The insurance pain for the rotorcraft industry—and aviation in general—is likely to continue for at least another year or two, according to David Watkins, regional manager of general aviation for Allianz.
“Premiums are on the rise," he said during a recent webinar hosted by Helicopter Association International (HAI). "We’re 18 months into a hard market” for aviation insurance, circumstances not seen since 9/11. While aviation insurance, at $4 billion to $5 billion per year, represents a relatively minuscule portion of the $800 billion annual insurance marketplace, the Boeing Max accidents and groundings and recent large awards for several fixed- and rotary-wing accidents resulted in big losses. Liabilities associated with the Max already exceed $4.75 billion. Aviation insurance is currently unprofitable, reinsurance is harder to acquire, and brokers are scrambling to find multiple insurance companies to share client coverage for anything much above $5 million.
Since 2019, the aviation insurance industry has sustained 24 major losses above normal, and reserves are now depleted, according to Kevin Kovarik, an underwriter for USAIG who also participated in the webinar. And approximately one-quarter of those accidents involved rotorcraft.
Despite these factors, operators can use strategies to maintain their insurability and get the best possible rate. “Make a personal relationship with your underwriter,” counseled webinar panelist Joel Heining, a broker with Colorado-based AssuredPartners Aerospace. “And if the relationship isn’t there, make a change.” Heining said broker familiarity and trust in operator safety factor large in a successful relationship.
“There’s simply no replacement for a face-to-face interaction,” said fellow webinar participant Colin Bruno, senior v-p and underwriter for Global Aerospace. Bruno advised operators to begin preparing for a policy renewal months in advance because "time is critical.”
Watkins agreed. “Brokers need time to assemble a panel of insurers. What took weeks now takes months.” Watkins said brokers “are looking to get a feel for your operation” and examine key elements of the business, including its mission statement, safety culture, safety management system (SMS), and emergency response plan. “It’s about selling your business to the insurers and it’s about training.”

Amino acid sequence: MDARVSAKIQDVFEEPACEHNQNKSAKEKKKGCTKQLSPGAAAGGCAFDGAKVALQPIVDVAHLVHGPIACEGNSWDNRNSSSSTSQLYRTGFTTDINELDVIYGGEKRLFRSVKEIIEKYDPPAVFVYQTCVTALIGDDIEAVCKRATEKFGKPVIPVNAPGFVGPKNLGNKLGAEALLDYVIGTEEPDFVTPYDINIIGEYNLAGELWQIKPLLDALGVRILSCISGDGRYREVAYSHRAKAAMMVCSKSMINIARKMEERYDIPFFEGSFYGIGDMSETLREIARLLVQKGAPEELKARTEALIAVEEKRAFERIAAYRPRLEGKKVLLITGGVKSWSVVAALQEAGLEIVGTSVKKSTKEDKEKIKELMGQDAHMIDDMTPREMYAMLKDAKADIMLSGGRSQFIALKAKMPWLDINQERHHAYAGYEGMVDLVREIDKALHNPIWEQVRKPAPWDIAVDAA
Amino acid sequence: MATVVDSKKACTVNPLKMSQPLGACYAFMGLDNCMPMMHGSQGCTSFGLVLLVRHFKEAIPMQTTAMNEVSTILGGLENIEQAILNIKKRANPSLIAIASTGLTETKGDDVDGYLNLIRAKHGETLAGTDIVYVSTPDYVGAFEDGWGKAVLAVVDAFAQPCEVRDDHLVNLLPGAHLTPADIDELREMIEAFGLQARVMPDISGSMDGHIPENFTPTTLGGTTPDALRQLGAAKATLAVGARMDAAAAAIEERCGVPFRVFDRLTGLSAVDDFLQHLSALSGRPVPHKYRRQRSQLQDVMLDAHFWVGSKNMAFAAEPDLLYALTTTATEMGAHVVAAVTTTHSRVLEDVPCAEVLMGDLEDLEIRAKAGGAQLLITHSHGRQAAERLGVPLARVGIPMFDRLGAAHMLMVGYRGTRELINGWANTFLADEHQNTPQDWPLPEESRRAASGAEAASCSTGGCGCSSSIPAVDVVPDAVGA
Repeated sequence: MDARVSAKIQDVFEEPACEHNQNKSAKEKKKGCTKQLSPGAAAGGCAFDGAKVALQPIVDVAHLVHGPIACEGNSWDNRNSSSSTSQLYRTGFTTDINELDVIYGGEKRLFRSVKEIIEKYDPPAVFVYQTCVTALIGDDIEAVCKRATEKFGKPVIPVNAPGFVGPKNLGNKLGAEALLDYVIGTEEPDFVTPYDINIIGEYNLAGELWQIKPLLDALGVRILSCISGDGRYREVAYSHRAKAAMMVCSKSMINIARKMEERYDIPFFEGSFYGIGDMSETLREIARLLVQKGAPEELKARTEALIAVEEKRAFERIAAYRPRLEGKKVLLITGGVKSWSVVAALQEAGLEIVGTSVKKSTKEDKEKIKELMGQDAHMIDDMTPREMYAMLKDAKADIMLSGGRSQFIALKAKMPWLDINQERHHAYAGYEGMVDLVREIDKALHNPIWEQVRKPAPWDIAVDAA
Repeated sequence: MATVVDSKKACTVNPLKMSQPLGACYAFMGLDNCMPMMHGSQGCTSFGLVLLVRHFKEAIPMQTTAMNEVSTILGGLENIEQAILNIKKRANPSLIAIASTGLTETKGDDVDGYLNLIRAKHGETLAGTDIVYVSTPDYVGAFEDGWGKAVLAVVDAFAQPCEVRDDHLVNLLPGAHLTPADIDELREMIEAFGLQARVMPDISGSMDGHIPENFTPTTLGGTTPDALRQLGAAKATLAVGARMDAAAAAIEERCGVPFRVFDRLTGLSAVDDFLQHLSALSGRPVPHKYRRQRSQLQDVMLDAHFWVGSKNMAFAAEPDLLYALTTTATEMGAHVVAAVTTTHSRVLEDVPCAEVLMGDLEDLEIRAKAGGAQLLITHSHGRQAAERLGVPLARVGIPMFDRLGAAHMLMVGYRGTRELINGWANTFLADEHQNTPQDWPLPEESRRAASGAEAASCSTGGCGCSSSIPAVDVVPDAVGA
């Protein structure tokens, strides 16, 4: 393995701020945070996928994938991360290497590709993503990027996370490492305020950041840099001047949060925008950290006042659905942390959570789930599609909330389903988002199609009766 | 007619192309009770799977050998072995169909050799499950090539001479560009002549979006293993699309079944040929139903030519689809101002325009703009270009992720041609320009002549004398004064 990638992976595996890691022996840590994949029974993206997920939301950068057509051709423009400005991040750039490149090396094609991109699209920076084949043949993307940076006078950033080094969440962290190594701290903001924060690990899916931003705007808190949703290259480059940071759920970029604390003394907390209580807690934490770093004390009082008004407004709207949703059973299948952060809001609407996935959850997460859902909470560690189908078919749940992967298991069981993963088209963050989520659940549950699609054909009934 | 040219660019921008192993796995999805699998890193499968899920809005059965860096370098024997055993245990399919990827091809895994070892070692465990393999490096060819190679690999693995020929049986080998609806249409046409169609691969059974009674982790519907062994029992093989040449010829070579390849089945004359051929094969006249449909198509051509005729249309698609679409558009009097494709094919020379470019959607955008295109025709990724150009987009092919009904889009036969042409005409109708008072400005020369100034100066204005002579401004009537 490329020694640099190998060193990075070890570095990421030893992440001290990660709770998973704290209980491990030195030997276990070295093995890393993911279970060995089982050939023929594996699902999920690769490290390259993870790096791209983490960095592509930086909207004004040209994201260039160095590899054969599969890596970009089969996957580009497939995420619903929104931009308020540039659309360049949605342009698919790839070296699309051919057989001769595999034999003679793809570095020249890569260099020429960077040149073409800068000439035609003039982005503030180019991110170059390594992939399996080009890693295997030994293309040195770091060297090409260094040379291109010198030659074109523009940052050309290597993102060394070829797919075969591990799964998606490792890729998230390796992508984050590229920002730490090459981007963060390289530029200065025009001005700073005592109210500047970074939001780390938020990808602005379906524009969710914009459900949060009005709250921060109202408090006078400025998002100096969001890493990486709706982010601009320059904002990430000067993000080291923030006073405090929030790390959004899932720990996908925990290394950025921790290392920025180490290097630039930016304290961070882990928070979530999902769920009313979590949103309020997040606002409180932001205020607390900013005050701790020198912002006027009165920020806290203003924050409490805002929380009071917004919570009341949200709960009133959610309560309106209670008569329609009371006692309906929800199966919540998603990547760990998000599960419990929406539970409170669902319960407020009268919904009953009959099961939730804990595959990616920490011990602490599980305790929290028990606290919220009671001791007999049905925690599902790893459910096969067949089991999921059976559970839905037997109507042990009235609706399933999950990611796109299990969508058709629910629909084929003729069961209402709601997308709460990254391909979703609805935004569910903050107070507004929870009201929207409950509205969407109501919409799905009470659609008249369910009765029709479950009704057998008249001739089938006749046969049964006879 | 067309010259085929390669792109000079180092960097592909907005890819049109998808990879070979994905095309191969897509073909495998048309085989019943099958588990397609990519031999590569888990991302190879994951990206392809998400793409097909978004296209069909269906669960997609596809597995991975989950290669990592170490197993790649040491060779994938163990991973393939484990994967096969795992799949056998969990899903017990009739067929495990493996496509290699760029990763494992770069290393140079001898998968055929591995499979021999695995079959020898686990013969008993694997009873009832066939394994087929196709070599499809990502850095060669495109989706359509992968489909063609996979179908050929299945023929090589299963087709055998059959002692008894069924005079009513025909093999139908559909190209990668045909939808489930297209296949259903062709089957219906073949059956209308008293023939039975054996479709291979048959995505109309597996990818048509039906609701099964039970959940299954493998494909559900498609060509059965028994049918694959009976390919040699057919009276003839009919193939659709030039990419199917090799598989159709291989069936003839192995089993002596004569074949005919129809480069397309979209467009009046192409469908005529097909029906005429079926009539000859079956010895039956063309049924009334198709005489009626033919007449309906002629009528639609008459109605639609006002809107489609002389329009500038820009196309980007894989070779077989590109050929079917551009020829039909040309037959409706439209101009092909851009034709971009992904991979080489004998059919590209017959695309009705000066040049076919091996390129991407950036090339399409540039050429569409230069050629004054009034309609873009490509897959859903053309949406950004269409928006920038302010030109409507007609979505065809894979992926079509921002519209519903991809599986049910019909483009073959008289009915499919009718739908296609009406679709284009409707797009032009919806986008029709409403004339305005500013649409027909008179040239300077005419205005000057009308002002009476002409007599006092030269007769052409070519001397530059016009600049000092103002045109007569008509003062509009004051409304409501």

“Training is more of an issue in a hard market,” including simulator, scenario-based, and recovery from inadvertent entry into instrument meteorological conditions (IIMC) training, said Kovarik. “You should want to tell your broker about the type of training you do. We have to explain why we put our money behind certain risks. We like to see a third-party set of eyes on your organization. In a hard market, you want to load your hat with as many of these factors as you can.” And that includes comprehensive training and transition plans for new pilots.
Watkins agreed, touting the value of SMS and flight operations quality assurance (FOQA) programs to the insured.
Other items that factor into insurability and rates include aircraft hull value, age, make, model, and time. However, Watkins said that having an IFR-capable helicopter is of little help unless the pilots flying it have instrument currency; and he noted that certain types of operations with higher liability exposure will always be price-disadvantaged.
“High hull value coupled with single-pilot operations is something we are worried about,” said Bruno. Those types of operations typically need multiple underwriters to distribute the risk, he added.
These are the kinds of scenarios that can benefit most from a close broker relationship, said Kovarik, who related the case of a low-time pilot customer engaged in a “challenging” operation who was initially declined, only to get coverage after a sit-down in which he was given the opportunity to fully explain his operation’s safety culture and training.
Watkins cautioned that during the past soft market, simply joining an organization that focuses on industry safety and provides accreditation such as TOPS—the Tour Operators Program of Safety—did not always produce tangible economic benefit due to pricing pressures and still might not unless an operator can show a compelling application to operations.
“While it is important that you are taking part in those organizations," he said, "it is going to be important that you show why you are a part of those organizations, and what you gather from them and bring back and implement into your day-to-day operation. Simply joining some of these organizations isn’t going to trickle down into your day-to-day flight department.”
Heining said any direct insurability or rate benefit an operator would accrue from such programs would not likely arrive “until the back end of this hard market.”